Microsoft KB Archive/246492

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How To Use Visual J++ 6.0 to Make Dependency Distribution Units

Article ID: 246492

Article Last Modified on 6/14/2006


  • Microsoft Visual J++ 6.0 Standard Edition

This article was previously published under Q246492


This article describes how you can use the Visual J++ 6.0 IDE to add dependencies to distribution units (DU). It includes sample code that you can use to test a simple DU dependency.


Use this procedure to add dependencies to DUs:

  1. Create a new empty project in Visual J++ 6.0.
  2. Add an empty class to the project. Name it CabApplet1 and place it in a Java package called basecab.
  3. Edit the file so that it contains the following Java code section. Note that at this stage, you cannot build the Java source file because the class that you need from the dependcab package does not yet exist.

    package basecab;
    import java.applet.*;
    import dependcab.*;
    public class CabApplet1 extends Applet { 
      public void init() { 
        try { 
          add(new java.awt.Label("This is the applet."));
          NeededClass nc = new NeededClass();
        } catch (Exception ex) { 
  4. From the Project menu, select Properties. On the Output Format tab, select Enable Packaging. From the Packaging Type drop-down list, select Cabinet Archive. Set the cabinet file name to be and include only the Basecab\CabApplet1.class in the cabinet. Next, click Advanced, and then set the Friendly name to BaseCab and the version to 1,1,1,1. (Note that you will be signing the cab files with a test certificate, which is the default setting when the output format is a cabinet file.)
  5. Create another new empty project in Visual J++ 6.0 and add it to the current solution.
  6. Add a new empty class to the project and call it NeededClass. Place the new class in a package called dependcab and edit the source to contain the following code segment.

    package dependcab;
    public class NeededClass { 
      public void testMethod() { 
        System.out.println("testMethod() called.");
  7. Follow the same procedure provided in step 4, but set the Friendly name to DependCab and the file name to
  8. Next, build the second project (Dependcab\NeededClass), and then build the first project (Basecab\CabApplet1).

    At this point, you have two projects, both packaged in signed cabinet files and using the Open Software Description (OSD) XML-based manifest.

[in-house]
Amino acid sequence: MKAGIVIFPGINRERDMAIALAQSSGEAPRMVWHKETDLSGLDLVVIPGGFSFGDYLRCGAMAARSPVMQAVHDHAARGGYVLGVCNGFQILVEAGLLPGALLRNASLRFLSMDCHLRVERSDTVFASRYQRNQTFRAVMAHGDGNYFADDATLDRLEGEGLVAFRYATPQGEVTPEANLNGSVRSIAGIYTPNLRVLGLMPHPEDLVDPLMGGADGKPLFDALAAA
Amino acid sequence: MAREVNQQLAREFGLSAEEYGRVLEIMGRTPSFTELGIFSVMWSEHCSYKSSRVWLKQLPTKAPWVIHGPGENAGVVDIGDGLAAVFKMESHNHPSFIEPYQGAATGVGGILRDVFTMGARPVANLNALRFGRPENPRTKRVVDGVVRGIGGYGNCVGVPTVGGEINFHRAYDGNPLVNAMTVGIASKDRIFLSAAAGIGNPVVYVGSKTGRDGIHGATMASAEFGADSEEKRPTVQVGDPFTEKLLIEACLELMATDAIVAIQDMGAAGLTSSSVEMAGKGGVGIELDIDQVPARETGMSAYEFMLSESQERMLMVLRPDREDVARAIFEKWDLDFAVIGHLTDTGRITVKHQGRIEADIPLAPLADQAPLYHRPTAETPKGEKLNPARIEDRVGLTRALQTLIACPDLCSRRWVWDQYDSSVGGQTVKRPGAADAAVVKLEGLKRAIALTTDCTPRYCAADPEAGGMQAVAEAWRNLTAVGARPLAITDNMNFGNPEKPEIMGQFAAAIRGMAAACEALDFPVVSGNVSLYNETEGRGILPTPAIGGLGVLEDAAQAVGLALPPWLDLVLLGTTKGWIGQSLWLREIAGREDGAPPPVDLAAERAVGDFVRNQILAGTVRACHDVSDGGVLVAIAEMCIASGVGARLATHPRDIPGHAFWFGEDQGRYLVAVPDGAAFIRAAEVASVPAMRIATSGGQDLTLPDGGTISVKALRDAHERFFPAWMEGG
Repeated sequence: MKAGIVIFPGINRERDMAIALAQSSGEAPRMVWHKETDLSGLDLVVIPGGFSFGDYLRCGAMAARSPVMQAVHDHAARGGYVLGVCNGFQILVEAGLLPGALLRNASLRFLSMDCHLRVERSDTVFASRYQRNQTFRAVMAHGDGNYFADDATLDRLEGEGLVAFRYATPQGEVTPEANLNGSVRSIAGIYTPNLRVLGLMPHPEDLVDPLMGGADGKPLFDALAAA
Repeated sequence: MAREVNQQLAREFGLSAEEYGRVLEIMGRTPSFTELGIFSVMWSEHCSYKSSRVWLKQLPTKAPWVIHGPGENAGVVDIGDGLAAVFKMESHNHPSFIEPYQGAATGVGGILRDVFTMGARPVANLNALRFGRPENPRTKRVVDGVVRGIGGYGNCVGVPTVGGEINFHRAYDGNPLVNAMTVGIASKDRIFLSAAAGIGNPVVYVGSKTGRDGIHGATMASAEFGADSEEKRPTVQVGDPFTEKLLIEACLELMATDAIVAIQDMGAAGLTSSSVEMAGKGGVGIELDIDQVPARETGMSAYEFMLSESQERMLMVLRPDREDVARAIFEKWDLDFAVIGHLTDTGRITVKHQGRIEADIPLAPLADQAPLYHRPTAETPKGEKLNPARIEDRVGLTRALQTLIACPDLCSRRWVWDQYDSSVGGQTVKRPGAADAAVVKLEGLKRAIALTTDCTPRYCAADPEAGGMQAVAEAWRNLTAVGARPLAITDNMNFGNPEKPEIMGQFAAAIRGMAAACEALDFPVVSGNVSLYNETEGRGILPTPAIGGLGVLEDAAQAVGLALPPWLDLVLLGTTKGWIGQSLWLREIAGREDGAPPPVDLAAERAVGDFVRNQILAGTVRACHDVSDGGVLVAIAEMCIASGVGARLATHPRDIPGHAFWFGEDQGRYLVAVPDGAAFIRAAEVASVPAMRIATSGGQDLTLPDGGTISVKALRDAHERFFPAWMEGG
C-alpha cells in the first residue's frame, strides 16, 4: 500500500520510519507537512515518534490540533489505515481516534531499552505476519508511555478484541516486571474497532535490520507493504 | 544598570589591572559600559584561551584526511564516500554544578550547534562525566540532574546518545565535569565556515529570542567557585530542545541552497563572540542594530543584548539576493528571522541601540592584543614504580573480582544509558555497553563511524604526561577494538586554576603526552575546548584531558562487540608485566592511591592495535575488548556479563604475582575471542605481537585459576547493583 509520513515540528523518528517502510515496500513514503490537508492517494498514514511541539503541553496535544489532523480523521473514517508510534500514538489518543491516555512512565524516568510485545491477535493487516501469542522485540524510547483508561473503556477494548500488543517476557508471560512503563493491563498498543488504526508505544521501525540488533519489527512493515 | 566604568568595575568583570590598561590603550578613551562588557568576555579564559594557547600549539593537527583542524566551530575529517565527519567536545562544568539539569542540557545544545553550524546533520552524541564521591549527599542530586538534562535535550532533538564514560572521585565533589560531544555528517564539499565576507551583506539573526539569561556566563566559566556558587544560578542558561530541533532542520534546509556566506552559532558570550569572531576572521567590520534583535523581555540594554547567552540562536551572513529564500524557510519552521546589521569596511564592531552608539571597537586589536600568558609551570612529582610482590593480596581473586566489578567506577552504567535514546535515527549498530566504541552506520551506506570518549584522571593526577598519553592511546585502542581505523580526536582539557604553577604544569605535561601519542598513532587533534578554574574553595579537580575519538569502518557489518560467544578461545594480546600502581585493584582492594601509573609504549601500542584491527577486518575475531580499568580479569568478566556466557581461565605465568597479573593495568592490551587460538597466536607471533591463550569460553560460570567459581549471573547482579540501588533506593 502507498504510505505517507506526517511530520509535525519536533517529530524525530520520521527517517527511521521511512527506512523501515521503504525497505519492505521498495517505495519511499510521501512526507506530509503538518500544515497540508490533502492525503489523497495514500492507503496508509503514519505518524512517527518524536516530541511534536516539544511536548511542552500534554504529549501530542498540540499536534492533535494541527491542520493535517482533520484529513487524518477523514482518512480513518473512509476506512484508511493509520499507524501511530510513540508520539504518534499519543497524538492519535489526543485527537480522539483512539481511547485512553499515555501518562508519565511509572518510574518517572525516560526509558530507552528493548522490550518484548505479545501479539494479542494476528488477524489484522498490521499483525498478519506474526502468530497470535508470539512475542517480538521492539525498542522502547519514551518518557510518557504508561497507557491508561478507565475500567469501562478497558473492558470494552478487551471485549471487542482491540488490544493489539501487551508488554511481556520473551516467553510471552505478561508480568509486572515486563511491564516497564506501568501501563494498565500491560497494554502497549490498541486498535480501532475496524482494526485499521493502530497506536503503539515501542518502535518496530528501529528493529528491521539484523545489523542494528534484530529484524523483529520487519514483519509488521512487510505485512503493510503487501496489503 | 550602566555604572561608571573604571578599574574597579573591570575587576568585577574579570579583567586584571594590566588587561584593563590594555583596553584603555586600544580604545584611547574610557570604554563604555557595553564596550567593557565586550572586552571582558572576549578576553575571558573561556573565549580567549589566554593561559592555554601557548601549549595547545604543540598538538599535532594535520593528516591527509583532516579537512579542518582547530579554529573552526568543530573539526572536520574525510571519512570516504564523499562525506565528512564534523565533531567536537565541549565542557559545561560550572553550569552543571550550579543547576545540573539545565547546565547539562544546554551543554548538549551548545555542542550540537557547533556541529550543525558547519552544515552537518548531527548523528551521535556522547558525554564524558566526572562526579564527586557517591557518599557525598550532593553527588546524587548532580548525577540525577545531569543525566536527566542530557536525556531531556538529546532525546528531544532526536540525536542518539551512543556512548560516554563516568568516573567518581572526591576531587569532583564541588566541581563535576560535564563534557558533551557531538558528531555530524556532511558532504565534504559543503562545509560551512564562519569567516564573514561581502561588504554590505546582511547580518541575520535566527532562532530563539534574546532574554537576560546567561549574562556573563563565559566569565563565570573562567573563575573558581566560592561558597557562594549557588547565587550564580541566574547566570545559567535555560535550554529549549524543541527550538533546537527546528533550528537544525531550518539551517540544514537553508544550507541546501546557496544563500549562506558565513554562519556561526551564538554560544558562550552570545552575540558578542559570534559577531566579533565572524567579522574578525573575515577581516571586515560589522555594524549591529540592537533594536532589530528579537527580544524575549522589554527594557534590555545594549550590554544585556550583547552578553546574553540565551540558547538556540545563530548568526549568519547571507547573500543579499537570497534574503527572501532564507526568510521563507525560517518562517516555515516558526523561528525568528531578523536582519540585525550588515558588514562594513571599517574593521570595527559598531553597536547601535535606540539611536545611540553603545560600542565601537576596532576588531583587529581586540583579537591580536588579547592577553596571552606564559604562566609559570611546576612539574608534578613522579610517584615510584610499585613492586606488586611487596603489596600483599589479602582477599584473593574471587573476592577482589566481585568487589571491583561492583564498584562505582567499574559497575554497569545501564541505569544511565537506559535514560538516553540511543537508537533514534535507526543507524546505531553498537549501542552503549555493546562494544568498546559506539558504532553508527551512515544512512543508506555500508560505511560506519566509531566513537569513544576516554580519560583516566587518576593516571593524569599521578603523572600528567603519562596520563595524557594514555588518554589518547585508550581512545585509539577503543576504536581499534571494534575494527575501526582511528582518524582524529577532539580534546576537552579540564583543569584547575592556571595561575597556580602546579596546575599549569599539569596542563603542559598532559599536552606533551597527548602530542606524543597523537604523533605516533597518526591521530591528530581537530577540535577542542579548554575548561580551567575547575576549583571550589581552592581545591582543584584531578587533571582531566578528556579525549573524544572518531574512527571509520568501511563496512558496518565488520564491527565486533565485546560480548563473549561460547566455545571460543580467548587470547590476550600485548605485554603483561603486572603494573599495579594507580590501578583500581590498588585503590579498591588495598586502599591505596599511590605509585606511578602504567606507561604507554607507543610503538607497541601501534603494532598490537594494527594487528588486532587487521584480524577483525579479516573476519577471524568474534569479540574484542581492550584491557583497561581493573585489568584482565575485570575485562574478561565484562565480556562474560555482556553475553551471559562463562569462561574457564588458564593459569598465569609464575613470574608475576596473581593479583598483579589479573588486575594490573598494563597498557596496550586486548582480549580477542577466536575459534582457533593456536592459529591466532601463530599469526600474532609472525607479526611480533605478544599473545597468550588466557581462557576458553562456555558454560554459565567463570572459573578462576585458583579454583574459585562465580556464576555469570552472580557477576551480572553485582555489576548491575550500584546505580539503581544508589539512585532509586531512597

9. The final step is to add the output of the second project as a dependency to the .osd file in the cabinet of the first project. Thankfully, Visual J++ does most of the work for you because the application is generating the OSD files when you build the projects. (For more information on how to do this without the help of Visual J++, see the "References" section of this article). From the Project menu, select Properties. On the Output Format tab, click Advanced, select the External Dependencies tab, and then click Add. Next, type the URL, Friendly name, and version of the cabinet file output of the second project:


    Note that only an absolute URL will work here, so you must actually deploy your project output to a Web server to test this. For more information on the absolute URL limitation, see "References."

HTML test file:

<META NAME="GENERATOR" Content="Microsoft Visual Studio 6.0">

    height=200  VIEWASTEXT>

<PARAM NAME="useslibrary" VALUE="BaseCab">
<PARAM NAME="useslibrarycodebase" VALUE="">
<PARAM NAME="useslibraryversion" VALUE="1,1,1,1">


The third-party products that are discussed in this article are manufactured by companies that are independent of Microsoft. Microsoft makes no warranty, implied or otherwise, regarding the performance or reliability of these products.


For additional information about relative URLs and distribution unit dependencies, click the article number below to view the article in the Microsoft Knowledge Base:

247369 FIX: Relative URLs Don't Work For Distribution Unit Dependencies

For additional information on how to package distribution unit dependencies without the help of Visual J++, click the article number below to view the article in the Microsoft Knowledge Base:

242970 How To Implement Dependencies When Building Distribution Units Manually

For support information about Visual J++ and the SDK for Java, visit the following Microsoft Web site:

Keywords: kbhowto kbdownload kbide kbcab kbcode KB246492